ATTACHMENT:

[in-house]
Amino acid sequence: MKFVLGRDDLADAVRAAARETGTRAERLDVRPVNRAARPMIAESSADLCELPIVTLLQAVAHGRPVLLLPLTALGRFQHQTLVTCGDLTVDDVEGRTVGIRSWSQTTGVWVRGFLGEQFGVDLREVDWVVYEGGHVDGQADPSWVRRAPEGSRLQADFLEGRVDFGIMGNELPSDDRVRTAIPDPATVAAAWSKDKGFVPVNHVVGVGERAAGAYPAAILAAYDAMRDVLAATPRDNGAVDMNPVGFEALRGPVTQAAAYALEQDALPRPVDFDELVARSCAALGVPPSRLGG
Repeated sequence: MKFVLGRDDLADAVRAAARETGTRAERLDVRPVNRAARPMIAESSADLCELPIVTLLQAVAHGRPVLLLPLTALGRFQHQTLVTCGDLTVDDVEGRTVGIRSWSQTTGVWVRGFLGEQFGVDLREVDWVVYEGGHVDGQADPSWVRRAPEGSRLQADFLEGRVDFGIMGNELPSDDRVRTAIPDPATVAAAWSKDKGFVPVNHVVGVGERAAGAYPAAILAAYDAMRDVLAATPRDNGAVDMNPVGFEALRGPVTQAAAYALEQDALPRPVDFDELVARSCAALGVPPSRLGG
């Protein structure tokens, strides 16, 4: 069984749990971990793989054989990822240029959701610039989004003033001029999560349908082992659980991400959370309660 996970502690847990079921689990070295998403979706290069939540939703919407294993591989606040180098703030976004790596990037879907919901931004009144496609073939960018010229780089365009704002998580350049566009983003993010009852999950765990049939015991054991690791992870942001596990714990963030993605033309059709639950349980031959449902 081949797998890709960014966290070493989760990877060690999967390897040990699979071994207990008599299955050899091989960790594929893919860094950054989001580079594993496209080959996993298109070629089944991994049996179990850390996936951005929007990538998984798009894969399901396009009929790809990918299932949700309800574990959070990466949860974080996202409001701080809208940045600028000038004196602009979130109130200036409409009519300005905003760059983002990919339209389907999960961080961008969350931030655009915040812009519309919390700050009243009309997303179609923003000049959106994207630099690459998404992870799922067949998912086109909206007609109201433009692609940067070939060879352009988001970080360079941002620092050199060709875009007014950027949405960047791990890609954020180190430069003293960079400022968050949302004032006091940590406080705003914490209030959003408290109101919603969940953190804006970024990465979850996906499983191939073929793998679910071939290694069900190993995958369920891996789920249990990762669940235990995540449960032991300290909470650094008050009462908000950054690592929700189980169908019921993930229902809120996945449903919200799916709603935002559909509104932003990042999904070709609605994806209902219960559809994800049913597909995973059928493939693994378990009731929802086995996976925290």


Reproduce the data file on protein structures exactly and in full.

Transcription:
[in-house]
Amino acid sequence: MKFVLGRDDLADAVRAAARETGTRAERLDVRPVNRAARPMIAESSADLCELPIVTLLQAVAHGRPVLLLPLTALGRFQHQTLVTCGDLTVDDVEGRTVGIRSWSQTTGVWVRGFLGEQFGVDLREVDWVVYEGGHVDGQADPSWVRRAPEGSRLQADFLEGRVDFGIMGNELPSDDRVRTAIPDPATVAAAWSKDKGFVPVNHVVGVGERAAGAYPAAILAAYDAMRDVLAATPRDNGAVDMNPVGFEALRGPVTQAAAYALEQDALPRPVDFDELVARSCAALGVPPSRLGG
Repeated sequence: MKFVLGRDDLADAVRAAARETGTRAERLDVRPVNRAARPMIAESSADLCELPIVTLLQAVAHGRPVLLLPLTALGRFQHQTLVTCGDLTVDDVEGRTVGIRSWSQTTGVWVRGFLGEQFGVDLREVDWVVYEGGHVDGQADPSWVRRAPEGSRLQADFLEGRVDFGIMGNELPSDDRVRTAIPDPATVAAAWSKDKGFVPVNHVVGVGERAAGAYPAAILAAYDAMRDVLAATPRDNGAVDMNPVGFEALRGPVTQAAAYALEQDALPRPVDFDELVARSCAALGVPPSRLGG
């Protein structure tokens, strides 16, 4: 069984749990971990793989054989990822240029959701610039989004003033001029999560349908082992659980991400959370309660 996970502690847990079921689990070295998403979706290069939540939703919407294993591989606040180098703030976004790596990037879907919901931004009144496609073939960018010229780089365009704002998580350049566009983003993010009852999950765990049939015991054991690791992870942001596990714990963030993605033309059709639950349980031959449902 081949797998890709960014966290070493989760990877060690999967390897040990699979071994207990008599299955050899091989960790594929893919860094950054989001580079594993496209080959996993298109070629089944991994049996179990850390996936951005929007990538998984798009894969399901396009009929790809990918299932949700309800574990959070990466949860974080996202409001701080809208940045600028000038004196602009979130109130200036409409009519300005905003760059983002990919339209389907999960961080961008969350931030655009915040812009519309919390700050009243009309997303179609923003000049959106994207630099690459998404992870799922067949998912086109909206007609109201433009692609940067070939060879352009988001970080360079941002620092050199060709875009007014950027949405960047791990890609954020180190430069003293960079400022968050949302004032006091940590406080705003914490209030959003408290109101919603969940953190804006970024990465979850996906499983191939073929793998679910071939290694069900190993995958369920891996789920249990990762669940235990995540449960032991300290909470650094008050009462908000950054690592929700189980169908019921993930229902809120996945449903919200799916709603935002559909509104932003990042999904070709609605994806209902219960559809994800049913597909995973059928493939693994378990009731929802086995996976925290």